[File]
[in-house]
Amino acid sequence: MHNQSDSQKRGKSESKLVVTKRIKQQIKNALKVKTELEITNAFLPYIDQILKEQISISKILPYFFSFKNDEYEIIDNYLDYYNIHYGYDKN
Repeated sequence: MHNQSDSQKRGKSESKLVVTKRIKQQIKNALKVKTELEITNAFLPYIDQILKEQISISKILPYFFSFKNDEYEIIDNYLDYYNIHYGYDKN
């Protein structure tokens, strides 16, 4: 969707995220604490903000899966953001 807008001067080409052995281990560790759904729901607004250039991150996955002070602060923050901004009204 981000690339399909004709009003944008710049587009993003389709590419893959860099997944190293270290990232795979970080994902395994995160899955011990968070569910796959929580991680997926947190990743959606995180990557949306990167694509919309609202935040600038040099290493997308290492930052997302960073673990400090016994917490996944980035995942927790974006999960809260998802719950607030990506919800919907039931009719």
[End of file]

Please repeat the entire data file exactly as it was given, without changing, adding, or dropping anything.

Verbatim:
[in-house]
Amino acid sequence: MHNQSDSQKRGKSESKLVVTKRIKQQIKNALKVKTELEITNAFLPYIDQILKEQISISKILPYFFSFKNDEYEIIDNYLDYYNIHYGYDKN
Repeated sequence: MHNQSDSQKRGKSESKLVVTKRIKQQIKNALKVKTELEITNAFLPYIDQILKEQISISKILPYFFSFKNDEYEIIDNYLDYYNIHYGYDKN
């Protein structure tokens, strides 16, 4: 969707995220604490903000899966953001 807008001067080409052995281990560790759904729901607004250039991150996955002070602060923050901004009204 981000690339399909004709009003944008710049587009993003389709590419893959860099997944190293270290990232795979970080994902395994995160899955011990968070569910796959929580991680997926947190990743959606995180990557949306990167694509919309609202935040600038040099290493997308290492930052997302960073673990400090016994917490996944980035995942927790974006999960809260998802719950607030990506919800919907039931009719």